There's buried treasure out there, somewhere, perhaps

Thursday, September 3, 2015

Most stories of buried treasure go back more than 30 years, but this one netted $108,000 for someone who took it seriously.

Hearing stories that Atari had buried thousands of slow-selling videogame cartridges in the New Mexico desert, Joe Lewandowski had a film crew follow him while he started digging.

Sure enough, he found piles of "E.T. The Extraterrestiral" cartridges, selling 881 of them for $108,000 on eBay recently.

The game, developed in only 34 days to cash in on the film's popularity in 1982, is notorious as the worst video game ever created, and helped sink the Atari company, according to some observers.

Lewandaski also found more popular titles such as Asteroids, Missile Command, Warlords, Defender, Star Raiders, Swordquest, Phoenix, Centipede and Super Breakout. He's holding on to 297 games until he decides what to do with them.

Another buried treasure of a more somber note was also in the news this week, although it has not officially come to light.

A top Polish cultural official said he is convinced that a Nazi treasure train that two men claim to have found recently actually exists.

Rumors of the train, filled with gold and gems stolen from Jews and others, have existed since the end of World War II, when it reportedly went missing as the Red Army advanced to the Walbrzych, Poland, region.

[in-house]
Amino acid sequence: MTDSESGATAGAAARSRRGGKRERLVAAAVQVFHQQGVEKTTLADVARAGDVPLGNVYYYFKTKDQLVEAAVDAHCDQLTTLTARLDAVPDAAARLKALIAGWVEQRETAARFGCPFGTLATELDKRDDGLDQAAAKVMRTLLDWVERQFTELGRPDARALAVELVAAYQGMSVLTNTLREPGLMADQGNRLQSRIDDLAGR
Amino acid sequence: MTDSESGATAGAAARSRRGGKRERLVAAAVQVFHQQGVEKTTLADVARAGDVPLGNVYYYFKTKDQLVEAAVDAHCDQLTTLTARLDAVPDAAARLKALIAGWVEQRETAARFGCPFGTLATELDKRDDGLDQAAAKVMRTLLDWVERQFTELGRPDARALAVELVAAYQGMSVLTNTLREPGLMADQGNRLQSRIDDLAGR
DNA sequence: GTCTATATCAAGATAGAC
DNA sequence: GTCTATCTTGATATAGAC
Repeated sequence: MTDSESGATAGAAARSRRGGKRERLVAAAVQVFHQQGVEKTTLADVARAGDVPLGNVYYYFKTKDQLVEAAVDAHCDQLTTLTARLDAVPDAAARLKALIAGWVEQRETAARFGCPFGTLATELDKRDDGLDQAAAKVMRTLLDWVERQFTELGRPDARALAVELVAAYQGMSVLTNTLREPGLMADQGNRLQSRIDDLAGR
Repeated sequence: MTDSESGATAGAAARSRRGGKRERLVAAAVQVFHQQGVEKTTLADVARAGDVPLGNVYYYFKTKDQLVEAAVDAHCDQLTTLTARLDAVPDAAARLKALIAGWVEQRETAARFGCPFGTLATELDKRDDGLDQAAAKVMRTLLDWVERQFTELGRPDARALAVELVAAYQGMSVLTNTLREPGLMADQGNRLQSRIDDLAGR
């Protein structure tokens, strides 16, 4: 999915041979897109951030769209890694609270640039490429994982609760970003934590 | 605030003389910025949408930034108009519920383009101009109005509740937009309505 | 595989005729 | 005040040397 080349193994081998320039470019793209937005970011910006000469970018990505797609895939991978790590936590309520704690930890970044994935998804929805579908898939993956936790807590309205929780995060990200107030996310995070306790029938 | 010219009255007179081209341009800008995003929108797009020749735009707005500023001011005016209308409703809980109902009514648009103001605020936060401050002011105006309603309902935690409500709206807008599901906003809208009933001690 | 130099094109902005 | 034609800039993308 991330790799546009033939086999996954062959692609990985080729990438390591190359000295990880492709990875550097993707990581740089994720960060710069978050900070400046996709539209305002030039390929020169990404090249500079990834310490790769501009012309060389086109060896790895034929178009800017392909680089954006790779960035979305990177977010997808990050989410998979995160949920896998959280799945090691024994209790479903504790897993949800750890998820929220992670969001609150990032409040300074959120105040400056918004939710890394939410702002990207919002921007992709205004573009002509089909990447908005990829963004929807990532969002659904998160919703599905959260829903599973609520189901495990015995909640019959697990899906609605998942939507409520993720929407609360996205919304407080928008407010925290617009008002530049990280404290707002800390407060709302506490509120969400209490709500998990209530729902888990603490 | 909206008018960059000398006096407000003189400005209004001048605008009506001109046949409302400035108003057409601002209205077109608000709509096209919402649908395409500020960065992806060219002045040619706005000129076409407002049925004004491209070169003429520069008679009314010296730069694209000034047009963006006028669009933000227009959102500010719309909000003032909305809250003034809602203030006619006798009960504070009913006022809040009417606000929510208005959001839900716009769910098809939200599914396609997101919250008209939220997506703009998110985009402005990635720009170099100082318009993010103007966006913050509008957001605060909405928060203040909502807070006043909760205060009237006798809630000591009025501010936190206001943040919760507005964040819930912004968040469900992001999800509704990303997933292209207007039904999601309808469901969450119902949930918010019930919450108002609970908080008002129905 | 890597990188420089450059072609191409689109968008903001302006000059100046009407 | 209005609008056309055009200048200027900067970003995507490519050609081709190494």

The official warned that the train was likely rigged with explosives, which would be highly unstable after 70 years underground.

One doesn't have to go as far as Europe or even New Mexico to search for buried treasure, however.

The Internet abounds with stories right here in Nebraska.

Among them:

* Jesse James supposedly buried treasure on the Catron Miyoshi Fruit Farm three miles southeast of Nebraska City. His gang also used Robber's Cave as a hide-out along the Missouri River near Macy, and may have buried treasure there.

* A 1930s bootlegger reportedly buried about $10,000 in gold coins and $25,000 in paper currency near the Plattsmouth Bridge.

* Soldiers and gamblers buried valuables at Dobytown, located outside Fort Kearny, before the fort was closed down and Dobytown became a ghost town.

* Buffalo Bill Cody supposedly buried $17,000 in gold coins near the Scouts Rest Ranch at North Platte.

* A band of outlaws robbed a stagecoach of 400 pounds of gold bars along the Sidney-Deadwood road, and supposedly buried it along Lodgepole Creek just east of Sidney.

* A cache of treasure was reportedly buried about 200 paces behind the old jail in Ogallala during the cattle drive days.

* In 1855, blacksmith Al Medley supposedly buried $2,000 in gold coins on his property in Peru before going to Missouri on a buying trip from which he never returned. Some believe it was buried near an old mill Medley often visited on Camp Creek.

* David Colbert "Cobb" McCanles made a fortune charging travelers to use his toll bridge at Rock Creek along the Oregon Trail in the 1800s. He buried $50,000 to $100,000 in gold coins in a blackened iron kettle near Rock Creek Station, but was killed by Wild Bill Hickok before he could dig it up.

Of course, you can't simply take your metal detector and shovel on private property or government land to start your own search. Know federal, state and local law before you try to make your dream a reality.

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